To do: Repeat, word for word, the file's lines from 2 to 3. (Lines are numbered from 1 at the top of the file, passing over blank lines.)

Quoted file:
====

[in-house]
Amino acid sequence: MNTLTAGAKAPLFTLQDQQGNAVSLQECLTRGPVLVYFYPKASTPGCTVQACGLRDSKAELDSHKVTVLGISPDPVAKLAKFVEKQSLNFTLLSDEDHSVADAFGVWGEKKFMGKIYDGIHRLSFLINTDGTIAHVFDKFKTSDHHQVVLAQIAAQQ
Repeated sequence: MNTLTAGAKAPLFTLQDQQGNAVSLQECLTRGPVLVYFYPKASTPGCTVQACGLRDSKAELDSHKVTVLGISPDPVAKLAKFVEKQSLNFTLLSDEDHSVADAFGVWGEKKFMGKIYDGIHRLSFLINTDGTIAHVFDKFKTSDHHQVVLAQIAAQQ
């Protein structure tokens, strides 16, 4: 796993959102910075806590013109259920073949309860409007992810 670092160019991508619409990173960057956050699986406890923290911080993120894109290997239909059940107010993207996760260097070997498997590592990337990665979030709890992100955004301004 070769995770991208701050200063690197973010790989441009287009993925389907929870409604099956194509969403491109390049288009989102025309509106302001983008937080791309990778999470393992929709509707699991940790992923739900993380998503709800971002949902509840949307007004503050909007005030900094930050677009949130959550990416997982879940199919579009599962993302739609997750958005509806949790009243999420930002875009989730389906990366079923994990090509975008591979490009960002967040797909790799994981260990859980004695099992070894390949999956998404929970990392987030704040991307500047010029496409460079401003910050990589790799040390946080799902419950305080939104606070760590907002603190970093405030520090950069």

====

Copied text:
Amino acid sequence: MNTLTAGAKAPLFTLQDQQGNAVSLQECLTRGPVLVYFYPKASTPGCTVQACGLRDSKAELDSHKVTVLGISPDPVAKLAKFVEKQSLNFTLLSDEDHSVADAFGVWGEKKFMGKIYDGIHRLSFLINTDGTIAHVFDKFKTSDHHQVVLAQIAAQQ
Repeated sequence: MNTLTAGAKAPLFTLQDQQGNAVSLQECLTRGPVLVYFYPKASTPGCTVQACGLRDSKAELDSHKVTVLGISPDPVAKLAKFVEKQSLNFTLLSDEDHSVADAFGVWGEKKFMGKIYDGIHRLSFLINTDGTIAHVFDKFKTSDHHQVVLAQIAAQQ